In the current labor market, businesses are finding it increasingly difficult to not only find strong talent, but retain talented key employees. Non-Qualified Deferred Compensation plans (NQDC) have recently been getting a second look by many employers as a means to accomplish that difficult task.
There are a variety of ways employers can set NQDC plans up, but let’s first discuss what a NQDC plan is.
A NQDC plan is essentially a promise to pay a key or executive employee a future benefit. To be considered “non-qualified” and not fall under the regulation of either Employee Retirement and Income Security Act (ERISA) or the Internal Revenue Code (IRC) for qualified plans such as 401k, the plan must follow specific guidelines found under section 409A and 83 of the IRC.
NQDC plans can be very attractive to both employers and employees, but it does come with some considerations which are summarized below:
Advantages to the employer:
Employers find the use of NQDC plans as an effective way to attract and retain key employees (executives and highly compensated). Instead of the plan being solely funded by the employee, the employer may choose to promise a future benefit (subject to forfeiture) provided certain criteria are met by the key employee. One common criteria often used by the employer is length of time with the company. For example, an employer might agree to pay a key employee a predetermined amount in the future, provided the key employee stays with the company for 10 years.
Disadvantages to the employer:
One of the most common disadvantages to the employer remains their inability to deduct dollars set aside on behalf of the key employee. Because these plans are unfunded promises to pay an amount in the future, many companies feel compelled to set money aside to avoid being unprepared for what could be a substantial payout. If the employer does decide to fund an investment account, the earnings would be taxed to the employer. For this reason, employers will often incorporate the use of life insurance to fund the future benefit. Growth in a life insurance policy is tax deferred and it’s possible that if properly funded, the future payment could come out on a tax free basis using a “loan provision” allowed in many permanent insurance policies. In addition, because the policy is owned by the company, if the key executive dies, the death benefit proceeds are paid to the company and can be used to cover costs associated with the death of the key employee. The disadvantage to using life insurance is potential lack of growth and costs associated with a life insurance policy. The key employee might also have problems with insurability and the costs might outweigh the benefits.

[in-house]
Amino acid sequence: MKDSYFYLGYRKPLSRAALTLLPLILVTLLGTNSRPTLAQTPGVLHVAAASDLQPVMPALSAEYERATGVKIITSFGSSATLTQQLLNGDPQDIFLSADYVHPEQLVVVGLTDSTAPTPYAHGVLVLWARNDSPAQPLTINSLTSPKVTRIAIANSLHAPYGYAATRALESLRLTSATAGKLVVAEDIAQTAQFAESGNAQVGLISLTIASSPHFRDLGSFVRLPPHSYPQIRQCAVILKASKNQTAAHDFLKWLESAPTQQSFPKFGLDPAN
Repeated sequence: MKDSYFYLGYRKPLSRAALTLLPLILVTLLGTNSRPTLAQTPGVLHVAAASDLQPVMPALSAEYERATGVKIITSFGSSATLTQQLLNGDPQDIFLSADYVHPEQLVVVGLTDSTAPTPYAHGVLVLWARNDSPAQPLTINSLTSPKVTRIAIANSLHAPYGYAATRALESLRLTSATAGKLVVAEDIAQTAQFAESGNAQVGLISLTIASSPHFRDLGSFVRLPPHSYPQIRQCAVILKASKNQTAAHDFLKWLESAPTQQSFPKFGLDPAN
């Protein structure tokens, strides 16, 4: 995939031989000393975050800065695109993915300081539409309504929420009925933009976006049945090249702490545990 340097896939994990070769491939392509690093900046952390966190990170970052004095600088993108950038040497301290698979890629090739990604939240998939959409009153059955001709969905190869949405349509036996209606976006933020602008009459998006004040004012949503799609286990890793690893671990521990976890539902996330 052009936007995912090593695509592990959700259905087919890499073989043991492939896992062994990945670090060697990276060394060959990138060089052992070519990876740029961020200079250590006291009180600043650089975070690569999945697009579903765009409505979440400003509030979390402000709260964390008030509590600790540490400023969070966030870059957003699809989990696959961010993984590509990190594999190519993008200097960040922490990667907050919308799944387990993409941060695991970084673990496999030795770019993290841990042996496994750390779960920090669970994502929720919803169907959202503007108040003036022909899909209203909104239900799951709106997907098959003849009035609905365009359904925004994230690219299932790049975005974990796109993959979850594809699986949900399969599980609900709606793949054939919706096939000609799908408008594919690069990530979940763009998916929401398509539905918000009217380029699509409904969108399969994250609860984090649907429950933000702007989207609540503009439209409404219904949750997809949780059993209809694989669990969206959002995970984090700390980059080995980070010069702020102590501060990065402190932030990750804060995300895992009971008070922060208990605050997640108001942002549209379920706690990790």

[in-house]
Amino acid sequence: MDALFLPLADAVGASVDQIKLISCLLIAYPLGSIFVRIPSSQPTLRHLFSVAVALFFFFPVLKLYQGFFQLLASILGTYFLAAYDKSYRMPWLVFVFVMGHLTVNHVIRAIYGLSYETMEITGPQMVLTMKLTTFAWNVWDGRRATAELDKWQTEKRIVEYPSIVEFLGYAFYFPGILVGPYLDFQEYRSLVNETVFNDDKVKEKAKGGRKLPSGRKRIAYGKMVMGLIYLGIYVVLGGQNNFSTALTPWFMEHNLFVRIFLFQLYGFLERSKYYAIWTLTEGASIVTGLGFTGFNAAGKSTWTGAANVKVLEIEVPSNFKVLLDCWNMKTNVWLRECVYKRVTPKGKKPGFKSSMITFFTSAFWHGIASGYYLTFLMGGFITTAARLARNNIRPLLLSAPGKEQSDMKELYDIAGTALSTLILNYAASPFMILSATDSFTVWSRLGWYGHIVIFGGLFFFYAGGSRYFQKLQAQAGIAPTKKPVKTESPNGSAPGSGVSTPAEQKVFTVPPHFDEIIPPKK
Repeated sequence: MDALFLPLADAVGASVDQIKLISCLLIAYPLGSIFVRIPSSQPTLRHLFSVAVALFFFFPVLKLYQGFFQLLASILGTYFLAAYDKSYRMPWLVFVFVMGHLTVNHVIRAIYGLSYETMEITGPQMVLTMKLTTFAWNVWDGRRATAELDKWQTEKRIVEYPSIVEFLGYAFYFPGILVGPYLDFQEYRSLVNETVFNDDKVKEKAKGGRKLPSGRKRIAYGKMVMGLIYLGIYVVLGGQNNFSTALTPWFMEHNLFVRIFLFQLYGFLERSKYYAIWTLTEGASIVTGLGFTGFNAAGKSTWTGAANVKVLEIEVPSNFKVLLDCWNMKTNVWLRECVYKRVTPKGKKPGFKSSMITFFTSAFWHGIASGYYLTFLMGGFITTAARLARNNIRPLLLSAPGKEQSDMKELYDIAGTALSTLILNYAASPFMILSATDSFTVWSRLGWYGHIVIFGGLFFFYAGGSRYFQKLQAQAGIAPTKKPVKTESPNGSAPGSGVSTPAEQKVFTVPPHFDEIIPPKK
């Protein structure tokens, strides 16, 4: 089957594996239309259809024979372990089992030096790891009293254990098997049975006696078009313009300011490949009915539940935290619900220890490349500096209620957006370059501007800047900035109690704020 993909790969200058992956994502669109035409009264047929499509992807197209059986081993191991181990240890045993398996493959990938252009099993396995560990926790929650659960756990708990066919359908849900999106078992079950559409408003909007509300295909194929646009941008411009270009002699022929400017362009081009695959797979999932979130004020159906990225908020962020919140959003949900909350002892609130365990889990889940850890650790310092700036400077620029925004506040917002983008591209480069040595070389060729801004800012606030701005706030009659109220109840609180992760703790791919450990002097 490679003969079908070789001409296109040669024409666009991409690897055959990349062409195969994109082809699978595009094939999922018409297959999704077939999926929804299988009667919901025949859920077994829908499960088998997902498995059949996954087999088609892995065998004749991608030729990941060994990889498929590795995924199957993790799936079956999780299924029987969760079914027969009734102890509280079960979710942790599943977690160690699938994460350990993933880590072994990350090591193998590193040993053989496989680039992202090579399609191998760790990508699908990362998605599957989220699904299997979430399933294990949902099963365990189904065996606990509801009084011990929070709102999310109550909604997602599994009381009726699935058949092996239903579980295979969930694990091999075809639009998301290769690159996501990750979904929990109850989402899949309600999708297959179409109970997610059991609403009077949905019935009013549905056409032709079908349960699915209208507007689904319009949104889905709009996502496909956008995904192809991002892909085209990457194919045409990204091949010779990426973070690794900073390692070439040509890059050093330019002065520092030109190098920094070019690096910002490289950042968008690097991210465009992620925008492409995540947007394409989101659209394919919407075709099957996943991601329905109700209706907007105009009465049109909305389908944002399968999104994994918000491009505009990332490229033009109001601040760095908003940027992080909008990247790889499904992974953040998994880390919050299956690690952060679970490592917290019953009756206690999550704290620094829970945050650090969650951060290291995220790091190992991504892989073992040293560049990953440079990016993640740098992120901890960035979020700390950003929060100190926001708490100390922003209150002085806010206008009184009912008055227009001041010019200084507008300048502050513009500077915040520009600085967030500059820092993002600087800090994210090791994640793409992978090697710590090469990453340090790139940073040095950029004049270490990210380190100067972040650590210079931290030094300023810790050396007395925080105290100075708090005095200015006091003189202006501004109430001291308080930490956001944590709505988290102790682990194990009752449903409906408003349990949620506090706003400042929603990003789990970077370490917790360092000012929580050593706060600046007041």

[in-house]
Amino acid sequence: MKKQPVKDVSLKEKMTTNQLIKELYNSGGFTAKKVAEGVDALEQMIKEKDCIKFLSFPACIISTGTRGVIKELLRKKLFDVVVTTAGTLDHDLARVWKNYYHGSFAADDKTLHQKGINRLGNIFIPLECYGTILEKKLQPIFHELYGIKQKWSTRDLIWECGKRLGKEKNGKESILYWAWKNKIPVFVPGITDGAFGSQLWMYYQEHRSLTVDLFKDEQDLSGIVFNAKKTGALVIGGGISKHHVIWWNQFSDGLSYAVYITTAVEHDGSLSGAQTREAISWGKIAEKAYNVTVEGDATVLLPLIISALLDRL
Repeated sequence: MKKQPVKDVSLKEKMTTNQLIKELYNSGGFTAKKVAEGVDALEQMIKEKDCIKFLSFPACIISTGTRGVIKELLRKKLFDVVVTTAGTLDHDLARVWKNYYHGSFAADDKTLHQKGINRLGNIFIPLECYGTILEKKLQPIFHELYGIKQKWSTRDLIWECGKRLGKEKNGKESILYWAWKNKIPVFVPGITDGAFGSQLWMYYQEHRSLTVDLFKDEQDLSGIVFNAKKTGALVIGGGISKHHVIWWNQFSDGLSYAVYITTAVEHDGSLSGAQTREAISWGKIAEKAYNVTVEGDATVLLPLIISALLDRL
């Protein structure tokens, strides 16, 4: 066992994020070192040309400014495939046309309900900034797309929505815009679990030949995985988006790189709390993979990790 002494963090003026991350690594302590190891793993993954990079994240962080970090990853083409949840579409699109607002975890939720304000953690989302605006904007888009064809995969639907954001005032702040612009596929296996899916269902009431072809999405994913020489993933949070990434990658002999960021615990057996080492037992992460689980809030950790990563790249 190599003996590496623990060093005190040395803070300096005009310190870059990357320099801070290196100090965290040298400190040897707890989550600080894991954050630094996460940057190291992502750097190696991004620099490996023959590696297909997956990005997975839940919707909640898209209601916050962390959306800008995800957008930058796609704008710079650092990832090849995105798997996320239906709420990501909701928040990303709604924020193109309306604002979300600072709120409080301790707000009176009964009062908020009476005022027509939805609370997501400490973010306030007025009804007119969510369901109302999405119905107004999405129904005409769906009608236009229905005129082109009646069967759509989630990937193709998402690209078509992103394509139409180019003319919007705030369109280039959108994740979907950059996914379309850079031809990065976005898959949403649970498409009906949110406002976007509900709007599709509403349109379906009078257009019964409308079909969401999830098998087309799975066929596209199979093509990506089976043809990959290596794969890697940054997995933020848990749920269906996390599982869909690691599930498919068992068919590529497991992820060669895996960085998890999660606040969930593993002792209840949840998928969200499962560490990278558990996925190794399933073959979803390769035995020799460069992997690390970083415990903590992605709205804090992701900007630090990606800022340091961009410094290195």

Advantages to the employee:
NQDC plans can be set up as a way for a highly compensated individual to defer their own income. This may be attractive to the key employee because the amount deferred is considered to be tax deferred. Future distributions from the NQDC plan can be aligned with an event such as retirement or college funding. Perhaps the main attraction to the key employee is the dollars an employer may also choose to commit to the NQDC plan on their behalf. This can give the key employee a sense of commitment and loyalty from the company that they are appreciated and valued.
In addition NQDC plans are attractive for highly compensated employees because they are free from the contribution limits, participation requirements, and nondiscrimination restrictions that apply to qualified plans such as 401(k) plans.
Disadvantage to the employee:
One of the primary concerns for the key employee is that the NQDC plan is considered an unfunded/unsecured promise to pay a future benefit. Any formal funding of the plan on behalf of the key employee may also be subject to the creditors of the company. In other words, the promise to pay at a future date is dependent upon the solvency of the company. This could even be true of dollars the employee personally chooses to defer from their own compensation. Additionally, any amount the employee chooses to defer must be determined prior to their compensation being earned (IRC 409A). This forward planning could potentially cause timing problems if, for example, a child does not attend school in the same sequence as the dollars are scheduled to be paid out.
There are some additional concerns for the employee related to dollars being used to fund their future benefit. As mentioned earlier, the dollars being used to fund the future benefit of the key employee are subject to the creditors of the company should bankruptcy occur. In addition, there isn’t anything that could stop the company from using the dollars should the company come under financial stress. To reduce employee concerns, employers have been encouraged to create a trust often referred to as a Rabbi Trust. In this case, dollars used to fund the key employee’s future benefit will be deposited into the Rabbi Trust with the caveat that proceeds can only be used for the sole benefit of those covered under the NQDC program. Keep in mind that this method still does not entirely protect the assets from the claims of creditors.
In summary, NQDC plans can be useful tools for employers to reward and retain key people but require proper planning and consideration. Key employees appreciate these “carve-out” plans because they are able to defer their personal compensation for later use, or are incented to stay with the company for a stated period of time in return for a future benefit. The flexible creativity and design for both employer and employee make NQDC plans something to consider today for a company to differentiate themselves in the competitive job market.
Clint Bauch, CFP®, ChFC®
Hausmann-Johnson Bauch Financial LLC
700 Regent St.
Madison, WI 53715
*Investment Advisor Representative
Hausmann-Johnson Bauch Financial, LLC.
A Registered Investment Advisor